The OGO-1 (Orbiting Geophysics Observatory 1) spacecraft, which happens to be the first in the series of six OGOs, is all set to make its way back to Earth after 56 years. The spacecraft had been set up at NASA’s Goddard Space Flight Center in order to carry out geophysical experiments and study the magnetosphere of our planet. It had a successful launch in September 1964 and examined the interactions between the Sun and planet Earth, even though it was faced with some technical challenges at the time.
NASA predicts that the OGO-1 spacecraft will re-enter our atmosphere on August 29 at around 5:10 PM EDT.
"OGO-1 is predicted to re-enter on one of its next three perigees, the points in the spacecraft's orbit closest to our plant, and current estimates have OGO-1 re-entering Earth's atmosphere on Saturday, Aug. 29, 2020, at about 5:10 p.m. EDT [2110 GMT], over the South Pacific approximately halfway between Tahiti and the Cook Islands.”
The OGO-1 will be tracked with the help of NASA’s Near-Earth Object Observations projects as it returns to Earth. The Space Agency has also stated that the OGO-1 will be entering our atmosphere today and also confirmed that it won’t have any kind of a negative impact on Earth nor will it harm the people. It further explained that the occurrence is, in fact, normal.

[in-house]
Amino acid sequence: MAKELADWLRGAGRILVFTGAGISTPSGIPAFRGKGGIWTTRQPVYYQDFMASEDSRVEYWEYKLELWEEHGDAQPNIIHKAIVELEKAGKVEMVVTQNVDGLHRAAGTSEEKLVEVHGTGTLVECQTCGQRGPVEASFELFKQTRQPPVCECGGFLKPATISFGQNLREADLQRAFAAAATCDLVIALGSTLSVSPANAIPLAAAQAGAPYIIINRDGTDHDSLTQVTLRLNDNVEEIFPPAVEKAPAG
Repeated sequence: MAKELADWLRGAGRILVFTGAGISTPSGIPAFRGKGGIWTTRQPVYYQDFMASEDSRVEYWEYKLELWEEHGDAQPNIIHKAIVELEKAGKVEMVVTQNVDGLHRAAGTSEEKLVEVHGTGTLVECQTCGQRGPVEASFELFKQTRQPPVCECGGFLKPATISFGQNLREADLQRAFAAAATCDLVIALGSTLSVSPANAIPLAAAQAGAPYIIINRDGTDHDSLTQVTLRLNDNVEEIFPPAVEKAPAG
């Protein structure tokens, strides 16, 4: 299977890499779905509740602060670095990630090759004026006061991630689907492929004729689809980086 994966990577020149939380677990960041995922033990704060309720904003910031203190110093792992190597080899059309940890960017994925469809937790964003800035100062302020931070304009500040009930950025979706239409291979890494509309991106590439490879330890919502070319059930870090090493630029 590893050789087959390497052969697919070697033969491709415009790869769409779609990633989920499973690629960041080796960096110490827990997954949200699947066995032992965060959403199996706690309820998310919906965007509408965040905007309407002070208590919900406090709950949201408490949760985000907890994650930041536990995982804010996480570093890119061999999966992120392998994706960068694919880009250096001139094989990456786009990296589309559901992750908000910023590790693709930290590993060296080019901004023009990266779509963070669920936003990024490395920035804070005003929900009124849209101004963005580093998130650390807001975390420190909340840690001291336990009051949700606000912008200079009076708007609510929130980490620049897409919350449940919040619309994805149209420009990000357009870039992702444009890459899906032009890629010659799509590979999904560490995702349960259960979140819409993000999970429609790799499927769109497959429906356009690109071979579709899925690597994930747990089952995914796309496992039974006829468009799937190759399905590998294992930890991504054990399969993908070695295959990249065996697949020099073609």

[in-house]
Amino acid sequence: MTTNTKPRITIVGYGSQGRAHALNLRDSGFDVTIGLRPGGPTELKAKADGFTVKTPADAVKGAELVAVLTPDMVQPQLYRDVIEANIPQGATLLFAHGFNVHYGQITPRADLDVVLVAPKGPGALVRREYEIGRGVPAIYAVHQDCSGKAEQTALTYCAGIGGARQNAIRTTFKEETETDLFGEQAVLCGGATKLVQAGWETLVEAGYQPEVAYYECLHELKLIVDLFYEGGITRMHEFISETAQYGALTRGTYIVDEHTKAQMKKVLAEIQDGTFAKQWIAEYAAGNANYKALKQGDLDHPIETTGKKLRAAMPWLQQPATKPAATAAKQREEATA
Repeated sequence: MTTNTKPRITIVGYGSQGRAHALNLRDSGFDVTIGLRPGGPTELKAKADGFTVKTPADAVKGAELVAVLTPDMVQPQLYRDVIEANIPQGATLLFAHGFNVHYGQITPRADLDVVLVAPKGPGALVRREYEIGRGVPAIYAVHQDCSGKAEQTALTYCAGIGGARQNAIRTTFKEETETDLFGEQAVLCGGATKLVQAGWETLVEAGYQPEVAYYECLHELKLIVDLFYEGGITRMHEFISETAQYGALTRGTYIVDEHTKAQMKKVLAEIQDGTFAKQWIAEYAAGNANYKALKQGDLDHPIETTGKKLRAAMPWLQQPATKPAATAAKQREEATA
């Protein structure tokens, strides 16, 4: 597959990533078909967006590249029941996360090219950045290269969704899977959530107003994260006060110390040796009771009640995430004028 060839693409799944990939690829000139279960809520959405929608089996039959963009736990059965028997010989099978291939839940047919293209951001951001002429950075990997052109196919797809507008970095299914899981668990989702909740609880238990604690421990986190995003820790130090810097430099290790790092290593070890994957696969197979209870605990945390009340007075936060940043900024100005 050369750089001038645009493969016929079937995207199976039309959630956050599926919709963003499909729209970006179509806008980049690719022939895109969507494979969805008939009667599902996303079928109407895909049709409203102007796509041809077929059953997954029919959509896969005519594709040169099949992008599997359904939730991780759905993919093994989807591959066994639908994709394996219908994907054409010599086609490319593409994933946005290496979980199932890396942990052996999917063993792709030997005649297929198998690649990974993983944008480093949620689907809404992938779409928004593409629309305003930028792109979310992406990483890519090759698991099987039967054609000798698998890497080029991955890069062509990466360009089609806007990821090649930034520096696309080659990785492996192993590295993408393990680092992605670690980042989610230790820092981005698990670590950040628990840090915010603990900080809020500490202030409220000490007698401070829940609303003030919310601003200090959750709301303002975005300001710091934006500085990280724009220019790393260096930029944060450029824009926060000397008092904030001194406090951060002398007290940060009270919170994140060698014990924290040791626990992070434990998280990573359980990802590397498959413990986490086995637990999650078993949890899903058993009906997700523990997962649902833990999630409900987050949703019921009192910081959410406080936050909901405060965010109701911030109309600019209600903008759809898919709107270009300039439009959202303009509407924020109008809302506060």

Earlier this week, The University of Arizona’s Catalina Sky Survey team was able to shoot a few pictures of the OGO-1 as it was approaching the Earth. The survey was part of the asteroid survey operations funded by NASA’s Planetary Defense Coordination Office.
Image: Catalina Sky Survey/University of Arizona/NASA
The OGO-1 was able to collect necessary data over the next four years since its launch, however, the mission had to be called off in 1971 after it was no longer able to gather the required data. And while it was not operational, it had been placed in a standby mode in the orbit ever since.
It is worth noting that the OGO-1 will be the last spacecraft in its series to return to Earth as all of the other spacecraft which were all launched through the late ‘90s have already decayed long ago before coming back to Earth.
Image credits: NASA